Cross country races don't typically involve hurdles, but at least two of them stand in the path of bringing NCAA-level meets to the former Settlers Hill landfill in Batavia.
Kane County officials said Wednesday that Waste Management wants to rehash the legal contracts that cover liability for any possible mishaps involved with reusing the landfill site for recreational purposes. Waste Management, the county and forest preserve district share that liability at various points on the 700-acre Fabyan campus.
"When the original agreements were negotiated there was language regarding post-end uses," said county board member Mike Donahue, who is overseeing the redevelopment vision. "There were just very vague references to it in the operating agreements. So these agreements need to be amended to be more specific to accommodate public access out at the facility."
The second hurdle is getting Waste Management on board with Donahue's plan for a temporary dumping ground for clean soil and construction debris. The would-be cross country track needs at least 500,000 cubic yards of infill to raise the surface of the track and create a site that meets NCAA standards. Donahue has been urging Waste Management for a decision on the soil plan since midsummer. The company has said it will not weigh in until the contractual liability issues are addressed.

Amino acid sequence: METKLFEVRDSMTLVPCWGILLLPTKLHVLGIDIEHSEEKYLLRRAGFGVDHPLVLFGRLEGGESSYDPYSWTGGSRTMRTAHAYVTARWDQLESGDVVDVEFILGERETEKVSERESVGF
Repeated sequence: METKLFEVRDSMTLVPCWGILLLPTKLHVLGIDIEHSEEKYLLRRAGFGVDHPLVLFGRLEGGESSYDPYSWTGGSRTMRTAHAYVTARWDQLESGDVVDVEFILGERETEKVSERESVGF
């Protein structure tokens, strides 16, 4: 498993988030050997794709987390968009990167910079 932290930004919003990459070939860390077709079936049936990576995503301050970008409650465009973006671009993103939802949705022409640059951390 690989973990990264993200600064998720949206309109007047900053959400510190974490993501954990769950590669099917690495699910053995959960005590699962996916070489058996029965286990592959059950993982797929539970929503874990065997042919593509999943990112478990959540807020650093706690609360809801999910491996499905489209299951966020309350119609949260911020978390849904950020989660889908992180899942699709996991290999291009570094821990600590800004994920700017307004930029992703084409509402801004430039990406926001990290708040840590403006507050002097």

In the meantime, Waste Management has provided the county with new topographical maps of the site. Those maps showed some major differences from the maps used to draw up the plans for the cross country track and the nearby golf course improvements the forest preserve district has planned. Donahue worked to draft a new layout for the cross country course. The new design shows a more protracted course on the north and south ends of the side, but it still meets NCAA standards.
At a meeting Wednesday, forest preserve district President John Hoscheit said the choice would be easy if it came down to the cross country track versus redoing holes at the golf course.
"The likelihood of those other holes going in sometime in the near future is nominal," Hoscheit said. "I see the cross country track as the gem of that area."
Assuming all issues are worked out with Waste Management, $1.6 million has been earmarked to begin next year the second phase of engineering. After that, construction would begin.
"This has become a bit of a whale watcher project," Donahue said. "A whale goes underwater for a period of time, and people wonder where it went. Then it pops back up, explodes, and people ooh and ahh. I've been somewhat frustrated, as the project manager, at the length of time it's taken to move the project forward. I really want to look at 2014 as another year of implementation and progress."